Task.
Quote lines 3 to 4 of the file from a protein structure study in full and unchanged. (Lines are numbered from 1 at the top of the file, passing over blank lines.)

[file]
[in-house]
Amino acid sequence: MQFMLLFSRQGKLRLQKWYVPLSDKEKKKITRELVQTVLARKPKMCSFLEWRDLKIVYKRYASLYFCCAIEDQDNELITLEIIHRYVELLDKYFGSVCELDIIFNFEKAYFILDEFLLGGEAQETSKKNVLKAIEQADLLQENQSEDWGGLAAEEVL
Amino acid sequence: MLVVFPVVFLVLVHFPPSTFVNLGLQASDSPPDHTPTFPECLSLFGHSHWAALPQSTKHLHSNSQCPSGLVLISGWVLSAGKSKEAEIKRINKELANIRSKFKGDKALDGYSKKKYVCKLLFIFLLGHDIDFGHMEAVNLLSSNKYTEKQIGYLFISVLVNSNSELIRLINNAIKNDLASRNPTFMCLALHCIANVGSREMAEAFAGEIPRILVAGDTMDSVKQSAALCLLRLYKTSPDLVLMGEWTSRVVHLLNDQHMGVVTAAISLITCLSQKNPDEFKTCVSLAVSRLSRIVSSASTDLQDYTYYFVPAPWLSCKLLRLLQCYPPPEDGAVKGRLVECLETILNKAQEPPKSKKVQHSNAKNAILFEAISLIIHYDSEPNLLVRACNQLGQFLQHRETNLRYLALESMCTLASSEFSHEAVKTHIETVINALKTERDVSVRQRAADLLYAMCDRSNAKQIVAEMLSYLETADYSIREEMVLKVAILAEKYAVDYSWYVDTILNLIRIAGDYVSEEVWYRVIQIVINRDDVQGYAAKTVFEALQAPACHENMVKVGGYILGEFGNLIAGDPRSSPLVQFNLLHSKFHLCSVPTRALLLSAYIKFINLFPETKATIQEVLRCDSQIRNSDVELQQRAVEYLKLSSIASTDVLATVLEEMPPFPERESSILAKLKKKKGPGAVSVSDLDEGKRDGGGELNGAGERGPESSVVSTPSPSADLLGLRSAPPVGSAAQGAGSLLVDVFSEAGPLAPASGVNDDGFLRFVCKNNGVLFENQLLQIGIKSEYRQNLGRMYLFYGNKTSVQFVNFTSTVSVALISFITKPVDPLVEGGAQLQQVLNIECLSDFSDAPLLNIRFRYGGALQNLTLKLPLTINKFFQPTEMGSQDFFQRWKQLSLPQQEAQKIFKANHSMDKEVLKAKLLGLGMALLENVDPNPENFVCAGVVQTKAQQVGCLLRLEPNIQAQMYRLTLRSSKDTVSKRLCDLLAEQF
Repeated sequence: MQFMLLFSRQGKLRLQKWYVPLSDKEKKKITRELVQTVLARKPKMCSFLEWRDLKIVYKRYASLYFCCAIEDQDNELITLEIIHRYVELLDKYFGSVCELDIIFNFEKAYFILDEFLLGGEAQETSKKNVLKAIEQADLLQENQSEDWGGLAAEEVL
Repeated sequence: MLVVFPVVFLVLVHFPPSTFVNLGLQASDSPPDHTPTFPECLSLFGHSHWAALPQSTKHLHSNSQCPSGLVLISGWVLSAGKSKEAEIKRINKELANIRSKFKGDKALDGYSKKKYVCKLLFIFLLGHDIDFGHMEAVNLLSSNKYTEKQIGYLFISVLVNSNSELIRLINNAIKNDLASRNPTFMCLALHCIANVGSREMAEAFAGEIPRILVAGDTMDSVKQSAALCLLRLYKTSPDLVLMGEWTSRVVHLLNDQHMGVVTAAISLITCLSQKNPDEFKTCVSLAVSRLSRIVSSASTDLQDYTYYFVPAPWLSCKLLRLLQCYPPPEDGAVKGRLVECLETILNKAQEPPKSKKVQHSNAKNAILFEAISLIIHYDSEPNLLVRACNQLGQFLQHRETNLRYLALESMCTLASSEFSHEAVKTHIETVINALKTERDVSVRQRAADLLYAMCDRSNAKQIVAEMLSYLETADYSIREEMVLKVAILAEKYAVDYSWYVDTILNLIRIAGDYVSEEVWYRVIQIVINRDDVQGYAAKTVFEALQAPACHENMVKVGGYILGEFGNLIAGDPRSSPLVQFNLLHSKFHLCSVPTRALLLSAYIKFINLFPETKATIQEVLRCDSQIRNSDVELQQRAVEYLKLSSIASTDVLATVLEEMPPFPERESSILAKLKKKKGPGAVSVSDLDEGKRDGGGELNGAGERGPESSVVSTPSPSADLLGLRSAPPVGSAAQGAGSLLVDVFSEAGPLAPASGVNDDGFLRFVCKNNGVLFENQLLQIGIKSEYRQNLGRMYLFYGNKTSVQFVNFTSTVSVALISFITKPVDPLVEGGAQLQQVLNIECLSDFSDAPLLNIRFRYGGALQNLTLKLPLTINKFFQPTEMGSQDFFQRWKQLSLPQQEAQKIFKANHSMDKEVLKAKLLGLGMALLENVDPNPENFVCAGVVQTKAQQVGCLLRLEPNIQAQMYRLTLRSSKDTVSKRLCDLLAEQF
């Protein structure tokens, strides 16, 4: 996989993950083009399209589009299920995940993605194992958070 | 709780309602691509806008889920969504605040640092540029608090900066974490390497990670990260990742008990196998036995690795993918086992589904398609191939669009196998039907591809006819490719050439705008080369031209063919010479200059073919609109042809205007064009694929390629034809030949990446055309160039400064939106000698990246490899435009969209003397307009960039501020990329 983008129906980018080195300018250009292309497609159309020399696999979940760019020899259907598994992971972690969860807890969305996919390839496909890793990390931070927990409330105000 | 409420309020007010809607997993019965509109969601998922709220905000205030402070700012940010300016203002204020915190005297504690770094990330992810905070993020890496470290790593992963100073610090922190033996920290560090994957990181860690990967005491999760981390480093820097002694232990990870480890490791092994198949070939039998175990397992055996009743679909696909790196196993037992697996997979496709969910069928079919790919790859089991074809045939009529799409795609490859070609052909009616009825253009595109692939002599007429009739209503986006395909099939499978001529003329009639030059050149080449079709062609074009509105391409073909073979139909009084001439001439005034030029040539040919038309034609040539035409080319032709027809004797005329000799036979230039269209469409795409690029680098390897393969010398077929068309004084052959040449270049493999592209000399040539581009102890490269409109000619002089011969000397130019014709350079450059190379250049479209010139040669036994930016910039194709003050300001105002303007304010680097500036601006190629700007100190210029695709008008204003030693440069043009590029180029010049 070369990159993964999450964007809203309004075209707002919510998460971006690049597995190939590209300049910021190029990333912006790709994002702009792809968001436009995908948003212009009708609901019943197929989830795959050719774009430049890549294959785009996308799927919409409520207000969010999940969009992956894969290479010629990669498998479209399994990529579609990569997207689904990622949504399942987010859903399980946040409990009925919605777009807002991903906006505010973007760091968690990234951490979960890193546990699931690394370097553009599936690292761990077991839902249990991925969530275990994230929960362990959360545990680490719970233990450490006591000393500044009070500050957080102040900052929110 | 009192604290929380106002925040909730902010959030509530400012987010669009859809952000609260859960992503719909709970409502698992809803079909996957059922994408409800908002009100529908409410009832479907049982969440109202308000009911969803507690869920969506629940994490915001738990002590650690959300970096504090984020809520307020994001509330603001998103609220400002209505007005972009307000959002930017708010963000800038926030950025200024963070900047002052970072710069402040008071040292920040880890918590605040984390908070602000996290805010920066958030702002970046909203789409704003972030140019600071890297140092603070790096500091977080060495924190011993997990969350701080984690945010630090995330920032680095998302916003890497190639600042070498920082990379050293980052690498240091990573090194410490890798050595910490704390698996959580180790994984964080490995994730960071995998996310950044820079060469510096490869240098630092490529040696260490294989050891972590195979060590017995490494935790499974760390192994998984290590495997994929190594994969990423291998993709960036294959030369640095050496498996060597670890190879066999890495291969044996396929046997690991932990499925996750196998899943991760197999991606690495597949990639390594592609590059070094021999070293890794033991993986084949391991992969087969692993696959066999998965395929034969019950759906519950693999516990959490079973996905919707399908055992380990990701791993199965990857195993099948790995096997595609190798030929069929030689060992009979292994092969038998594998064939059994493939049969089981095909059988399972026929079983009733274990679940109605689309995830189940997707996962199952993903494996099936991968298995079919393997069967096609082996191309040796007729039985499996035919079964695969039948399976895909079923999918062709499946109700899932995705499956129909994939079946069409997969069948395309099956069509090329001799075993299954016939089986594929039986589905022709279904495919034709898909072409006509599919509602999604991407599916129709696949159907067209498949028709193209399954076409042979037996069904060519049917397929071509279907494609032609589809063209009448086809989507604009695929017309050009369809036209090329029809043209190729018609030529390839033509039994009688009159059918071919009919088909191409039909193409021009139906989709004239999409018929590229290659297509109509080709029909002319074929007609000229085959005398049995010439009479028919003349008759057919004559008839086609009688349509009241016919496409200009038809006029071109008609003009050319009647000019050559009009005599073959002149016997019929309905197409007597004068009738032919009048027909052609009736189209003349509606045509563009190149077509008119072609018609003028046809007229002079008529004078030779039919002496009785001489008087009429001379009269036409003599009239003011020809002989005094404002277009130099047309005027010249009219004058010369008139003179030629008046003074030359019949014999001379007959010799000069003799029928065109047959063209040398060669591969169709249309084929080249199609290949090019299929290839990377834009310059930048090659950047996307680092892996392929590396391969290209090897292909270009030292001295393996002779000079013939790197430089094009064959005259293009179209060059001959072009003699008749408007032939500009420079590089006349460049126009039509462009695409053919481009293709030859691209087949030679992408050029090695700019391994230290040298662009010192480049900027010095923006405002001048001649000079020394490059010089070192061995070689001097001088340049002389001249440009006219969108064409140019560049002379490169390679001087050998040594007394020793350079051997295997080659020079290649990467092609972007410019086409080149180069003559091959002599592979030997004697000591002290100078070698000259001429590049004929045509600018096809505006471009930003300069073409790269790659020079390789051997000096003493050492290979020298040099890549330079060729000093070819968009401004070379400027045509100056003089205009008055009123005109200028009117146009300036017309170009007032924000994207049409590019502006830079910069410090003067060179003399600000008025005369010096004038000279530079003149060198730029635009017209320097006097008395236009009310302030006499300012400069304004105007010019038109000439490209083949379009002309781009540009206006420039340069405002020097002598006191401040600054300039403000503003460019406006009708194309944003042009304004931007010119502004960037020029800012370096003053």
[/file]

Amino acid sequence: MLVVFPVVFLVLVHFPPSTFVNLGLQASDSPPDHTPTFPECLSLFGHSHWAALPQSTKHLHSNSQCPSGLVLISGWVLSAGKSKEAEIKRINKELANIRSKFKGDKALDGYSKKKYVCKLLFIFLLGHDIDFGHMEAVNLLSSNKYTEKQIGYLFISVLVNSNSELIRLINNAIKNDLASRNPTFMCLALHCIANVGSREMAEAFAGEIPRILVAGDTMDSVKQSAALCLLRLYKTSPDLVLMGEWTSRVVHLLNDQHMGVVTAAISLITCLSQKNPDEFKTCVSLAVSRLSRIVSSASTDLQDYTYYFVPAPWLSCKLLRLLQCYPPPEDGAVKGRLVECLETILNKAQEPPKSKKVQHSNAKNAILFEAISLIIHYDSEPNLLVRACNQLGQFLQHRETNLRYLALESMCTLASSEFSHEAVKTHIETVINALKTERDVSVRQRAADLLYAMCDRSNAKQIVAEMLSYLETADYSIREEMVLKVAILAEKYAVDYSWYVDTILNLIRIAGDYVSEEVWYRVIQIVINRDDVQGYAAKTVFEALQAPACHENMVKVGGYILGEFGNLIAGDPRSSPLVQFNLLHSKFHLCSVPTRALLLSAYIKFINLFPETKATIQEVLRCDSQIRNSDVELQQRAVEYLKLSSIASTDVLATVLEEMPPFPERESSILAKLKKKKGPGAVSVSDLDEGKRDGGGELNGAGERGPESSVVSTPSPSADLLGLRSAPPVGSAAQGAGSLLVDVFSEAGPLAPASGVNDDGFLRFVCKNNGVLFENQLLQIGIKSEYRQNLGRMYLFYGNKTSVQFVNFTSTVSVALISFITKPVDPLVEGGAQLQQVLNIECLSDFSDAPLLNIRFRYGGALQNLTLKLPLTINKFFQPTEMGSQDFFQRWKQLSLPQQEAQKIFKANHSMDKEVLKAKLLGLGMALLENVDPNPENFVCAGVVQTKAQQVGCLLRLEPNIQAQMYRLTLRSSKDTVSKRLCDLLAEQF
Repeated sequence: MQFMLLFSRQGKLRLQKWYVPLSDKEKKKITRELVQTVLARKPKMCSFLEWRDLKIVYKRYASLYFCCAIEDQDNELITLEIIHRYVELLDKYFGSVCELDIIFNFEKAYFILDEFLLGGEAQETSKKNVLKAIEQADLLQENQSEDWGGLAAEEVL